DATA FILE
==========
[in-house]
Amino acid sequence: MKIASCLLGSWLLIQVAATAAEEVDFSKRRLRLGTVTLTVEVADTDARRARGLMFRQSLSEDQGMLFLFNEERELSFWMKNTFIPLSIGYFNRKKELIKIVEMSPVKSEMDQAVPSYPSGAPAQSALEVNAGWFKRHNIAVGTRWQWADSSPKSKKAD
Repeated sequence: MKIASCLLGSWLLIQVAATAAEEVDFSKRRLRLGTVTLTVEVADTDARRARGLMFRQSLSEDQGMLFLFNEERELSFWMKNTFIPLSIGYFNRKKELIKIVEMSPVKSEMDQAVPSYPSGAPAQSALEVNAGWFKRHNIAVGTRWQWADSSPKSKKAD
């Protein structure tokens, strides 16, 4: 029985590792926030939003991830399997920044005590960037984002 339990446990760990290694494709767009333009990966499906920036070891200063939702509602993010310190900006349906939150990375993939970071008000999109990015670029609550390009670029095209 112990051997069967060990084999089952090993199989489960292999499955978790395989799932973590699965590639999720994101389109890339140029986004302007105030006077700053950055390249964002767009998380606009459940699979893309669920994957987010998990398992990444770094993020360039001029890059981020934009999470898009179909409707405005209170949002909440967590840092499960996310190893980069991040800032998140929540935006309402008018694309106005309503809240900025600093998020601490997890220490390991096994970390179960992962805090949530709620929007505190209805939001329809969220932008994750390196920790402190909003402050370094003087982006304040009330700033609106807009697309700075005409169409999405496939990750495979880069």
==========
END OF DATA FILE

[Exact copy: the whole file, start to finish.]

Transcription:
[in-house]
Amino acid sequence: MKIASCLLGSWLLIQVAATAAEEVDFSKRRLRLGTVTLTVEVADTDARRARGLMFRQSLSEDQGMLFLFNEERELSFWMKNTFIPLSIGYFNRKKELIKIVEMSPVKSEMDQAVPSYPSGAPAQSALEVNAGWFKRHNIAVGTRWQWADSSPKSKKAD
Repeated sequence: MKIASCLLGSWLLIQVAATAAEEVDFSKRRLRLGTVTLTVEVADTDARRARGLMFRQSLSEDQGMLFLFNEERELSFWMKNTFIPLSIGYFNRKKELIKIVEMSPVKSEMDQAVPSYPSGAPAQSALEVNAGWFKRHNIAVGTRWQWADSSPKSKKAD
């Protein structure tokens, strides 16, 4: 029985590792926030939003991830399997920044005590960037984002 339990446990760990290694494709767009333009990966499906920036070891200063939702509602993010310190900006349906939150990375993939970071008000999109990015670029609550390009670029095209 112990051997069967060990084999089952090993199989489960292999499955978790395989799932973590699965590639999720994101389109890339140029986004302007105030006077700053950055390249964002767009998380606009459940699979893309669920994957987010998990398992990444770094993020360039001029890059981020934009999470898009179909409707405005209170949002909440967590840092499960996310190893980069991040800032998140929540935006309402008018694309106005309503809240900025600093998020601490997890220490390991096994970390179960992962805090949530709620929007505190209805939001329809969220932008994750390196920790402190909003402050370094003087982006304040009330700033609106807009697309700075005409169409999405496939990750495979880069």